Settling into Singapore: Our New Part-time Home

Friday 10 March 2017

With Sylvia based here as the Regional President of Royal Canin we have a nice apartment, situated on the edge of Nassim Hill, close to Orchard Road and the Botanical Gardens, in a complex with a gym and a nice pool. It’s a great opportunity to explore Singapore and many of the surrounding countries. 

I started the day with a stroll through the Botanical Gardens. A few meters into the gardens and one has forgotten one is in a big city. After passing the orchid breeding house and the art museum there is not a building in sight, nor the sound of a vehicle.

There are a variety of large trees, plants and sculptures that can be best described by pictures. Passing through the gardens is a very tranquil experience there is a lot more to see here. 

 

At the other end of the garden I headed underground to the MRT. A short ride took me to the north south line. Deciding to try and get an overview of the city, and having found out this train line is some 6m above ground, I headed north. 

With a population of 5.7 million, of which approximately 2 million are foreigners, crammed into a mere  7797 sq km, I had imagined buildings to be crammed together with few open spaces sports grounds and few trees. Well I got that wrong – some really smart people must have planned this city. From the train I saw wide roads and large open spaces. Many tall apartment buildings seemed to be more tasteful than I have seen in other cities. The biggest surprise was the number of large trees along the roads surrounding apartments and commercial buildings. Someone has made a real effort to plant this place.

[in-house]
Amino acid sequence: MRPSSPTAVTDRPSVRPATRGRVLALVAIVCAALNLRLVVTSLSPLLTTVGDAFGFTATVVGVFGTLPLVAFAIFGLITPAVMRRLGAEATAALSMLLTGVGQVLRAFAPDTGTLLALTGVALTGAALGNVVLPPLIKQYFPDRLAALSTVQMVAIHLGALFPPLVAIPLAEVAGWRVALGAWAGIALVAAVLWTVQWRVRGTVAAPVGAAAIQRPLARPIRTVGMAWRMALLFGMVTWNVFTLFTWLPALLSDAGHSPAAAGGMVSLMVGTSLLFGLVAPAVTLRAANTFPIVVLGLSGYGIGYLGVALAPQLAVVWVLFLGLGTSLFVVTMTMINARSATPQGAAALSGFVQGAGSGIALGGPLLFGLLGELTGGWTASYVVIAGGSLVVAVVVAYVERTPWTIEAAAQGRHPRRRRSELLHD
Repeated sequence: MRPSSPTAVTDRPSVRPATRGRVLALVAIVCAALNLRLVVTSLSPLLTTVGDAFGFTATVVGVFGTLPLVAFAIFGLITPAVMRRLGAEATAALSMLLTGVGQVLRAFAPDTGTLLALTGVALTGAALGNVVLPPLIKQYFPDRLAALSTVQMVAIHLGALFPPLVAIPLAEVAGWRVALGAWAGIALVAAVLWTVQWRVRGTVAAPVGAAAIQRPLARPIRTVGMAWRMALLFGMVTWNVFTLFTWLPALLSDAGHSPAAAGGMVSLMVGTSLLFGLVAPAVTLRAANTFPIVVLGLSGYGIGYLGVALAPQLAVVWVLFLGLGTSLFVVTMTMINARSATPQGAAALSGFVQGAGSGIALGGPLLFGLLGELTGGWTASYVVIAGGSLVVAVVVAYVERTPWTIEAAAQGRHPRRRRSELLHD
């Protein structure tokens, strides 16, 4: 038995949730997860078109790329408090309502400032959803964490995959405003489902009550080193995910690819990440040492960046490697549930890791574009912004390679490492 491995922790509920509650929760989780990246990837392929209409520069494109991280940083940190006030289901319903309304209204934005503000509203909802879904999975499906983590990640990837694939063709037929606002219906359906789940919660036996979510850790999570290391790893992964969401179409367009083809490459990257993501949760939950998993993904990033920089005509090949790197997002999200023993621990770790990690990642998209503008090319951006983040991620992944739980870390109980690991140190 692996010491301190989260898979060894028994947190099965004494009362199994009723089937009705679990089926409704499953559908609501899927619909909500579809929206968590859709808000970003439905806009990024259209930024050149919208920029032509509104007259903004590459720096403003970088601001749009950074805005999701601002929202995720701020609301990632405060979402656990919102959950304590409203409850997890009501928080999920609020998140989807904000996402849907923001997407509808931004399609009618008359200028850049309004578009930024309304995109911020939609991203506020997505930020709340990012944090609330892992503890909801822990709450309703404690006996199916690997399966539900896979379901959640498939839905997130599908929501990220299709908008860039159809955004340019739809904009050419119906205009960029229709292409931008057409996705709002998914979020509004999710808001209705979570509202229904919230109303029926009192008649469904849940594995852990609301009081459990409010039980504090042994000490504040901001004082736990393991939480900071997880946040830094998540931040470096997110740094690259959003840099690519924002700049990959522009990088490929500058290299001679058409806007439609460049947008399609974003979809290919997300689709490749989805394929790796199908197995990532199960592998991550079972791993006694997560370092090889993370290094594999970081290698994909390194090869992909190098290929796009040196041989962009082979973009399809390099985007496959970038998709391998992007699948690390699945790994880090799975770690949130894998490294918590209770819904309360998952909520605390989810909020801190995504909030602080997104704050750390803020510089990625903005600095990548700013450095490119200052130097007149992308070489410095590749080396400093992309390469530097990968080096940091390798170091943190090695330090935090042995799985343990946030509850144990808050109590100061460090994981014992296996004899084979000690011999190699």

As in most Asian countries washing hung from poles under many, but not all, apartment windows. Some places had pegs built into the building to put one’s pole on. In the last 17 years 75 maids, mainly from Indonesia, have fallen to their death hanging out washing or cleaning windows. 

There is a huge amount of construction going on around the island: new apartments, office complexes and infrastructure. 

Colour has been added to buildings to spruce them up. There are many water features and fountains along the way. 

The north line (red line) had taken me well up the island, then east, then south to Jurong East. The green line took me west to City Hall where I jumped back across to the red line  to Orchard Road and a stroll home.

A great way to see the city. 


 Saturday 11 March 2017

We took a stroll to Dempsey Hill to have breakfast at Jones the Grocers, a really nicely laid out place. The only problem is their poached eggs tasted like water! We probably won’t go back there again, especially after finding a place just down the road at Tanglin Mall that sells NZ free range eggs that taste like eggs. 

Later in the day we took a stroll back to the Botanic Gardens to check out the Orchid Garden. According to the signs ten percent of all plants are orchids – about 20 to 30 thousand species. The stunning range of flowers we saw there can only be described in pictures.